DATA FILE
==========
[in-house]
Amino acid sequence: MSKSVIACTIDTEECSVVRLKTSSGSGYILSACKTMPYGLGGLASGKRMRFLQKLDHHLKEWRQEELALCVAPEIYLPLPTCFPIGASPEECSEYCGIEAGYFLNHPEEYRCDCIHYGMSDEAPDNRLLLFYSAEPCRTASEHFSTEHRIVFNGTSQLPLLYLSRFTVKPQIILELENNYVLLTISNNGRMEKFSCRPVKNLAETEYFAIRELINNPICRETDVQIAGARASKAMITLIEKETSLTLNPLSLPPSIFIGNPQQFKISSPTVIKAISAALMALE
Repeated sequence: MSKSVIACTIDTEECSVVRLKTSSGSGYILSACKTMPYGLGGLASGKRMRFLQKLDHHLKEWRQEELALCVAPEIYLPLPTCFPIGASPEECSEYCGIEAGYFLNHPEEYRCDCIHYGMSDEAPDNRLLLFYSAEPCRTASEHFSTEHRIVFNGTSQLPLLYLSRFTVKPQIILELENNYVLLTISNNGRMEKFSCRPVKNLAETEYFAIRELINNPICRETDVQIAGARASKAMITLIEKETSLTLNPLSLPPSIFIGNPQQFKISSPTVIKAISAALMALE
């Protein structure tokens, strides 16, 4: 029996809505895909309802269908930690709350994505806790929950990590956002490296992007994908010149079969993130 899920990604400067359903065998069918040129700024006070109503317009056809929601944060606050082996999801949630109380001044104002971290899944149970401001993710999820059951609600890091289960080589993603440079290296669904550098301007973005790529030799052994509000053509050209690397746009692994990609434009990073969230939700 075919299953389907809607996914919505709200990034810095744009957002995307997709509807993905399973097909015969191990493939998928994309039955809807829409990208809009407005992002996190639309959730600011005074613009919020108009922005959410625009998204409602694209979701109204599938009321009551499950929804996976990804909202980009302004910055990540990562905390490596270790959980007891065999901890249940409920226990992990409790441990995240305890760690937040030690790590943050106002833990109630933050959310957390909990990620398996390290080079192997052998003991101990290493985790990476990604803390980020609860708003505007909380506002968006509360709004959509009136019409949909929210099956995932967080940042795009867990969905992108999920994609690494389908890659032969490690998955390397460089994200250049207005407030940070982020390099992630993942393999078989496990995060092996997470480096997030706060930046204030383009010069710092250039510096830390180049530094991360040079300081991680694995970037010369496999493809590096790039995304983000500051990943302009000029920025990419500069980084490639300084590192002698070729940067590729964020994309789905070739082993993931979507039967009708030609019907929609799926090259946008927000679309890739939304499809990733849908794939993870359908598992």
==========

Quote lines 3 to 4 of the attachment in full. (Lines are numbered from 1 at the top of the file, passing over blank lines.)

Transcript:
Repeated sequence: MSKSVIACTIDTEECSVVRLKTSSGSGYILSACKTMPYGLGGLASGKRMRFLQKLDHHLKEWRQEELALCVAPEIYLPLPTCFPIGASPEECSEYCGIEAGYFLNHPEEYRCDCIHYGMSDEAPDNRLLLFYSAEPCRTASEHFSTEHRIVFNGTSQLPLLYLSRFTVKPQIILELENNYVLLTISNNGRMEKFSCRPVKNLAETEYFAIRELINNPICRETDVQIAGARASKAMITLIEKETSLTLNPLSLPPSIFIGNPQQFKISSPTVIKAISAALMALE
């Protein structure tokens, strides 16, 4: 029996809505895909309802269908930690709350994505806790929950990590956002490296992007994908010149079969993130 899920990604400067359903065998069918040129700024006070109503317009056809929601944060606050082996999801949630109380001044104002971290899944149970401001993710999820059951609600890091289960080589993603440079290296669904550098301007973005790529030799052994509000053509050209690397746009692994990609434009990073969230939700 075919299953389907809607996914919505709200990034810095744009957002995307997709509807993905399973097909015969191990493939998928994309039955809807829409990208809009407005992002996190639309959730600011005074613009919020108009922005959410625009998204409602694209979701109204599938009321009551499950929804996976990804909202980009302004910055990540990562905390490596270790959980007891065999901890249940409920226990992990409790441990995240305890760690937040030690790590943050106002833990109630933050959310957390909990990620398996390290080079192997052998003991101990290493985790990476990604803390980020609860708003505007909380506002968006509360709004959509009136019409949909929210099956995932967080940042795009867990969905992108999920994609690494389908890659032969490690998955390397460089994200250049207005407030940070982020390099992630993942393999078989496990995060092996997470480096997030706060930046204030383009010069710092250039510096830390180049530094991360040079300081991680694995970037010369496999493809590096790039995304983000500051990943302009000029920025990419500069980084490639300084590192002698070729940067590729964020994309789905070739082993993931979507039967009708030609019907929609799926090259946008927000679309890739939304499809990733849908794939993870359908598992």